YouTube for Truck Driver Recruitment: Sexist or Smart? (Or Both?)

YouTube

The trucking industry was not one of the first verticals to get behind internet marketing, but they’re starting to make up for it in a big way.  It’s one that we follow closely as we have several clients and do speaking engagements for groups and conferences in this niche.  That’s why I was glad I clicked on a cryptic tweet that sent me to a YouTube video for a trucking company called J Rayl Transport out of Akron, OH. The video – and the channel J Rayl created for it and another video – are used exclusively for truck driver recruitment.  It’s…well, just watch and then take our poll to let us know what you think of it.

So what say you?  There is a spot for you to enter your own answer if the three below don’t capture it, or you can expound in the comments.

Very curious what everyone thinks, especially our branding friends and truck dealers.  Here’s what’s spinning around in my head:

  • Not GoDaddy.  I abhor GoDaddy commercials (and no, I will not link out to their YouTube channel – if you’ve watched the SuperBowl any of the last few years, you’ve seen one).  Even though they have made attempts in some of their videos to poke fun at the stereotype, they’re just completely sexist.  What’s more, it’s like they have no understanding of their audience, which is virtually everyone.  For argument’s sake, let’s assume all straight guys like their commercials (incorrect) and that there is some skew in their potential customer market (not sure).  They’re still at best ignoring about half their market, and at worst, alienating them.  Granted I’m not the demographic that could be innately offended, but this truck driver recruiting video strikes me as more silly / less offensive and, especially, having a better understanding of their target demographic.

 

  • whos the bossWho’s the Boss? If I were a superhero, my special power would be being able to make analogies to any real-life situation from 80s sitcoms.  This reminds me of the time Tony took a class on marketing and wowed his professor by using some cheesecake in a commercial for laundry detergent.  Angela – an advertising exec – didn’t like the commercial, which Tony thought was because she was female (which might have been true).  What she pointed out, however, is that she didn’t like it because Tony didn’t understand his target market.  He liked the video and he did laundry, so he thought it would be successful.  However, women usually make the decisions on buying detergent than men.   Lesson learned and they all lived wackily ever after.  (If I  missed some details, cut me some slack – this is straight from memory for a show I haven’t seen in 15 or 20 years.)  Again, this isn’t the case with J Rayl.  They are part of their demographic – heck, they probably had 15 employees volunteer to do the casting – and aren’t missing the boat.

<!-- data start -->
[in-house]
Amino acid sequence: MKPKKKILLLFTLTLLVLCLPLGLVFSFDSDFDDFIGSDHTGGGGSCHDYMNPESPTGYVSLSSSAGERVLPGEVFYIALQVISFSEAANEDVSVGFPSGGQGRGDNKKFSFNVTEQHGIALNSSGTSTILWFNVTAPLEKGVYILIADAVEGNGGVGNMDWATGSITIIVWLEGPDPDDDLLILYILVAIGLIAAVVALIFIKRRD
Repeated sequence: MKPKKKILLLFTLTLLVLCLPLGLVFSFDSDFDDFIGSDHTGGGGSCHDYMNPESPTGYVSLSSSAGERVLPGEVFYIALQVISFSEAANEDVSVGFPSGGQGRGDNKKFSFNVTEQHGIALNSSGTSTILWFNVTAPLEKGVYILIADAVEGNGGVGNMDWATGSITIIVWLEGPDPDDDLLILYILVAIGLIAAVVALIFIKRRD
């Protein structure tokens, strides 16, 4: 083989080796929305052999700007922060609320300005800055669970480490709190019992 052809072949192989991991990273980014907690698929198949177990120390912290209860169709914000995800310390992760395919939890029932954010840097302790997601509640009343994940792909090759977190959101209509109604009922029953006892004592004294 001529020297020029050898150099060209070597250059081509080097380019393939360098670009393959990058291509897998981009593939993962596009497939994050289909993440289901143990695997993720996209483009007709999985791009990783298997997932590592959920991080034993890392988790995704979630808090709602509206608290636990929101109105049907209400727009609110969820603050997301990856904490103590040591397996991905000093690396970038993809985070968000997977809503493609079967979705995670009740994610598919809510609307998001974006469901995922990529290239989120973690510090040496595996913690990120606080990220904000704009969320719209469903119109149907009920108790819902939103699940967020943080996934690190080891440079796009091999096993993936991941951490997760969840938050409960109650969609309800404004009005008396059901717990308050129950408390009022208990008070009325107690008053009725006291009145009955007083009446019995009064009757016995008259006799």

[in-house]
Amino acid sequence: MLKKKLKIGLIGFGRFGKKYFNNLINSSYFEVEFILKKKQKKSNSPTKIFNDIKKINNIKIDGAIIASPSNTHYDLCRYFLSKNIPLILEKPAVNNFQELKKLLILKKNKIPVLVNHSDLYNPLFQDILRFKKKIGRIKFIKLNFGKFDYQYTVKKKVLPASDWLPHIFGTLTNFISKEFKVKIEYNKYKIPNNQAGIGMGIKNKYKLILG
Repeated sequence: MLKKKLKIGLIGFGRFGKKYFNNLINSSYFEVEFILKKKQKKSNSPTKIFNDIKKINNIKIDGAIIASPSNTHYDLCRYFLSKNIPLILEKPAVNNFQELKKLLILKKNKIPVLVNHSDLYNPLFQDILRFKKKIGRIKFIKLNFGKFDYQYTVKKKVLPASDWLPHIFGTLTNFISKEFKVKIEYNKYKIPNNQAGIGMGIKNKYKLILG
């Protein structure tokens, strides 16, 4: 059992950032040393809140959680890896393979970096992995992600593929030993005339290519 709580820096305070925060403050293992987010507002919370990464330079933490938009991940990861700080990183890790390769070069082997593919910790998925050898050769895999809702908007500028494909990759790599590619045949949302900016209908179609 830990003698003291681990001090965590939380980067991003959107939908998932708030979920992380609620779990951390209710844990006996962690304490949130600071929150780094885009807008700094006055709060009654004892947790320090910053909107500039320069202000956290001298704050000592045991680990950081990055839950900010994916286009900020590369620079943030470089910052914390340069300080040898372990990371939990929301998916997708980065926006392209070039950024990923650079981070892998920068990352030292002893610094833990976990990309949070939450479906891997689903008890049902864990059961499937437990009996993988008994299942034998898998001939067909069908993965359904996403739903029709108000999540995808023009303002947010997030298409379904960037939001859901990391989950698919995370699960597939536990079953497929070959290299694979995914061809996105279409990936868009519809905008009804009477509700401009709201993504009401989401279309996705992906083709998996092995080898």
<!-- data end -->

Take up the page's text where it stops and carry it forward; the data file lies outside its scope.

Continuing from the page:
• Good for the Brand? Here’s a point deserving close scrutiny. A company shouldn’t engage in a marketing campaign that could hurt its brand even if it is excellently targeted for a specific initiative.  It’s on the internet, making it eternal and eminently accessible.  Based on their other YouTube recruiting video (on Humpty Dumpty – no “melons”), it seems like they’re going for a cheeky/parody-like tone that I think is probably okay.  Also, even though I don’t know their specific customers, I’m guessing it’s not going to set anyone off.  It just doesn’t seem worse than any of the beer commercials you’d see on tv while watching sports, and much better than some of the really offensive ones like the Miller Lite catfight from a few years back.  I know some people that refused to buy Miller Lite after that, just as some bar associations were asking for a boycott on a beer (Miller Lite again?) that ran a series of commercials making fun of attorneys.

Alright, sound off!

Note Bene: My favorite part of the commercial?  The eye roll at the end.

Justin Seibert

About The Author

Justin Seibert is the President of Direct Online Marketing. Justin holds a Bachelor of Arts from Vanderbilt University. He contributes a wide range of online business-oriented topics, including the subject of exporting. His contributions can be found on publications such as the Pittsburgh Business Times, Advertising Age, SES Magazine, and La Voz del interior. Justin and his family enjoy learning about new cultures during their travels.

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